Mouse models of cancer are easy to use, reproducible, and have manageable costs. Mice can also be genetically engineered to study specific oncogenic pathways. Given the many positives associated with murine models, the vast majority of pre-clinical anti-cancer therapeutic studies are performed in a mouse. Unfortunately, the vast majority of oncology drugs (~94%) that are effective in murine tumor studies will ultimately fail when tested in humans. These failures cost billions of dollars and waste physician and patient resources. Clearly, current preclinical mouse tumor models are not accurately predicting a patients? response to therapy. Thus current mouse models need to be improved to more accurately reflect human disease. Each of the currently available mouse models of human cancer has distinct strengths, but also critical flaws. One critical flaw in all available preclinical models is the lack of human tumor stroma. However, work from our group and others demonstrates that human tumor stroma is a critical component of the human tumor microenvironment which promotes human tumor growth, metastasis, suppresses anti-tumor immunity, and induces therapeutic resistance. Our long term goal is to develop a human tumor model that will, by better representing human tumors, will better cancer therapeutic response seen in human clinical trials. We hypothesize that a human tumor model with both human cancer cells and human tumor stroma will better represent primary human disease. As such, it will be a better/more stringent model for preclinical drug screening that could ultimately prevent a drug which is destined to fail from being used in clinical trials. We further hypothesize that human tumor stroma will better maintain tumor cell heterogeneity over time to more accurately reflect the natural evolution of therapeutic resistance. Finally such a model will be ideal for evaluating the impact of human tumor stroma on novel immune cell therapies. We propose to use a combination of human adult stem cells and cancer associated stem cells to create human tumor model with both human cancer cells and stromal cells. We will perform extensive histological and molecular profiling to confirm this model reflects primary tumor. Finally, we will (i) evaluate the models ability to predict patient response to disease in a retrospective study and (ii) assess the use of this model to evaluate novel immunotherapies using a novel CAR T-cell construct targeting ovarian cancer cells.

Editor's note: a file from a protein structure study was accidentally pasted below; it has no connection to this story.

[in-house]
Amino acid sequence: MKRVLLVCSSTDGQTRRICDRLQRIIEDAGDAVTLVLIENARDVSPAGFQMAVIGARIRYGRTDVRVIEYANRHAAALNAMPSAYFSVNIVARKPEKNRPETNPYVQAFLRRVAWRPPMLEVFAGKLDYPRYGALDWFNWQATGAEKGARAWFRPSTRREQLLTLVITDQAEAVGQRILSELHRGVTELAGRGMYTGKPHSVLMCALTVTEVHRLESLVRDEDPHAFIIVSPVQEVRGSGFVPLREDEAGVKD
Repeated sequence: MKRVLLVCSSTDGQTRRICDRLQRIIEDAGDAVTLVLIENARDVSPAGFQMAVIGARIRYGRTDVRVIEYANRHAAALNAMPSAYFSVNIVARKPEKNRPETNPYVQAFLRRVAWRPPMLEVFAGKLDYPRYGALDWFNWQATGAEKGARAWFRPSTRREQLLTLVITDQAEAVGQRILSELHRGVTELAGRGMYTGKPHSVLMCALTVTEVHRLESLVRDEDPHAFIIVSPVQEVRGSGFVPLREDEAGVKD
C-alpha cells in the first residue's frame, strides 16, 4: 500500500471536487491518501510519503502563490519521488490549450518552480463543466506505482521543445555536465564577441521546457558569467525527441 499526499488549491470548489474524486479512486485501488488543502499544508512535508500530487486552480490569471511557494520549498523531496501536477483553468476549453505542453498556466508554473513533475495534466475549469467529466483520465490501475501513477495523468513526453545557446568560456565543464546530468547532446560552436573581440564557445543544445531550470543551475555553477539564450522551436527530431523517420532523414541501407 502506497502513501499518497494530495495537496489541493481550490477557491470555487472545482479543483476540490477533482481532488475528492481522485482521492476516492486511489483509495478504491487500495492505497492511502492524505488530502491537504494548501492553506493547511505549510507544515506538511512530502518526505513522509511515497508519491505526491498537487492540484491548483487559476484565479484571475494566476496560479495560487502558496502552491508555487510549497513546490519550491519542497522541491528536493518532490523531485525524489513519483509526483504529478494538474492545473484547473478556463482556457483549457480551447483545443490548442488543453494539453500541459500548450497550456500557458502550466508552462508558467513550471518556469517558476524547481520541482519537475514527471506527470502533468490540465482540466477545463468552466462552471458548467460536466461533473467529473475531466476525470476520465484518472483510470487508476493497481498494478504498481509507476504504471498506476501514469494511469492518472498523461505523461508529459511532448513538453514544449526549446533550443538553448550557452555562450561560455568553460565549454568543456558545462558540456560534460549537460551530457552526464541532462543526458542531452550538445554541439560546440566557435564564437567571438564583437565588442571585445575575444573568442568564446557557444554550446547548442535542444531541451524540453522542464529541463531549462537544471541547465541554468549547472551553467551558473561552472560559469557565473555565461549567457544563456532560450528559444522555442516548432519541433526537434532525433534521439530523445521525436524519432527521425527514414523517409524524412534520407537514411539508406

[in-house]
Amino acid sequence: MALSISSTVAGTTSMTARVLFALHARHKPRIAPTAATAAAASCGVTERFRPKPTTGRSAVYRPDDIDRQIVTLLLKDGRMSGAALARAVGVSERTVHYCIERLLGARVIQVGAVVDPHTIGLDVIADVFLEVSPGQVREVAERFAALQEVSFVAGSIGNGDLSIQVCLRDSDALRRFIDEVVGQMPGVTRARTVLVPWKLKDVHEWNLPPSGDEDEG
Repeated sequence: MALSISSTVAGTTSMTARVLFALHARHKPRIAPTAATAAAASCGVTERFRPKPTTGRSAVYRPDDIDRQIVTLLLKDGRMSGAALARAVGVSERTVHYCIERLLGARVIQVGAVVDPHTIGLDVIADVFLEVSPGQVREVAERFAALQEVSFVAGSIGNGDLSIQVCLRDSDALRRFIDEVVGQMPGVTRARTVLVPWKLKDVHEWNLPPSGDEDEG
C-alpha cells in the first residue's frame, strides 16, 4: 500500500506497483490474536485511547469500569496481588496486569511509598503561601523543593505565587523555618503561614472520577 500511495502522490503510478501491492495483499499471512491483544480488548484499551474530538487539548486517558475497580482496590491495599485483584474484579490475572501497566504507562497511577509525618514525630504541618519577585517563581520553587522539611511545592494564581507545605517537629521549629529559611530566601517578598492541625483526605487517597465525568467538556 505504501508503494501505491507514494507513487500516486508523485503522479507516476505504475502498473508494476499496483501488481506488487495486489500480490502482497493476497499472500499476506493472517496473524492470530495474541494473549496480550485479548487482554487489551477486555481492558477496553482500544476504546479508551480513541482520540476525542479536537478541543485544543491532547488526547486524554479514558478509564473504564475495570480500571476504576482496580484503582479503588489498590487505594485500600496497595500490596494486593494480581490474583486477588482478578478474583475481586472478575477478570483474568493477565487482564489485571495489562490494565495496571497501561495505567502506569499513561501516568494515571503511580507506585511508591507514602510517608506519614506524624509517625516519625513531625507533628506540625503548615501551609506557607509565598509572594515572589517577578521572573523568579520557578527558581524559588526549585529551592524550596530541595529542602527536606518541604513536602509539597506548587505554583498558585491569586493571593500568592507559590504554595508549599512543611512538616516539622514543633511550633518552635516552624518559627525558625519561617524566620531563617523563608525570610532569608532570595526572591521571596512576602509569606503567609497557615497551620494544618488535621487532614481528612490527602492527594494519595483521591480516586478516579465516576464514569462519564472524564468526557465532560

Current mouse models of cancer used for therapeutic development do not accurately predict patient response to therapy in clinical trial. We propose to develop and validate a paradigm shifting human in mouse model of cancer with a completely humanized tumor stroma. This model will, by better mimicking human disease, serve as a better tool for therapeutic development and if successful could revolutionize preclinical drug testing.